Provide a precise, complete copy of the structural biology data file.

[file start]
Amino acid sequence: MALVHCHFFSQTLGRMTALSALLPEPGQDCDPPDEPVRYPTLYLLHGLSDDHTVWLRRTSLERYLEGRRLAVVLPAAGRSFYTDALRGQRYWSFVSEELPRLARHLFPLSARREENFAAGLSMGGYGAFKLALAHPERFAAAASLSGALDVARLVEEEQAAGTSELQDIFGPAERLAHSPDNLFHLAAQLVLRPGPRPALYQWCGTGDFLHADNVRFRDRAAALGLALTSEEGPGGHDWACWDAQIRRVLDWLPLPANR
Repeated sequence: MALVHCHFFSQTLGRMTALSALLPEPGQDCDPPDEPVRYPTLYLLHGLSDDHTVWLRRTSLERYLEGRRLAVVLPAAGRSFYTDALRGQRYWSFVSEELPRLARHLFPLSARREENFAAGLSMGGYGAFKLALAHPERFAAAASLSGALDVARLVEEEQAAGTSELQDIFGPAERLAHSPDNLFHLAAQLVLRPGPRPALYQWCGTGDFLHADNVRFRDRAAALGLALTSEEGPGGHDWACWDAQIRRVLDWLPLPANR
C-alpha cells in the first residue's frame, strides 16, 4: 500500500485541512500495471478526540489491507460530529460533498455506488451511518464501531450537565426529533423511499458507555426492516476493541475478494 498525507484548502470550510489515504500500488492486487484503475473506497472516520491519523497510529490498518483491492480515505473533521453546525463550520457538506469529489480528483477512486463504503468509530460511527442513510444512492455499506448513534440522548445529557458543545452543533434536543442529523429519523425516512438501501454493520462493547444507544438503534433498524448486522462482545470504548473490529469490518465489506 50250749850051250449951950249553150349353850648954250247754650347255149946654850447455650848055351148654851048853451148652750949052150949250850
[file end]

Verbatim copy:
Amino acid sequence: MALVHCHFFSQTLGRMTALSALLPEPGQDCDPPDEPVRYPTLYLLHGLSDDHTVWLRRTSLERYLEGRRLAVVLPAAGRSFYTDALRGQRYWSFVSEELPRLARHLFPLSARREENFAAGLSMGGYGAFKLALAHPERFAAAASLSGALDVARLVEEEQAAGTSELQDIFGPAERLAHSPDNLFHLAAQLVLRPGPRPALYQWCGTGDFLHADNVRFRDRAAALGLALTSEEGPGGHDWACWDAQIRRVLDWLPLPANR
Repeated sequence: MALVHCHFFSQTLGRMTALSALLPEPGQDCDPPDEPVRYPTLYLLHGLSDDHTVWLRRTSLERYLEGRRLAVVLPAAGRSFYTDALRGQRYWSFVSEELPRLARHLFPLSARREENFAAGLSMGGYGAFKLALAHPERFAAAASLSGALDVARLVEEEQAAGTSELQDIFGPAERLAHSPDNLFHLAAQLVLRPGPRPALYQWCGTGDFLHADNVRFRDRAAALGLALTSEEGPGGHDWACWDAQIRRVLDWLPLPANR
C-alpha cells in the first residue's frame, strides 16, 4: 500500500485541512500495471478526540489491507460530529460533498455506488451511518464501531450537565426529533423511499458507555426492516476493541475478494 498525507484548502470550510489515504500500488492486487484503475473506497472516520491519523497510529490498518483491492480515505473533521453546525463550520457538506469529489480528483477512486463504503468509530460511527442513510444512492455499506448513534440522548445529557458543545452543533434536543442529523429519523425516512438501501454493520462493547444507544438503534433498524448486522462482545470504548473490529469490518465489506 50250749850051250449951950249553150349353850648954250247754650347255149946654850447455650848055351148654851048853451148652750949052150949250850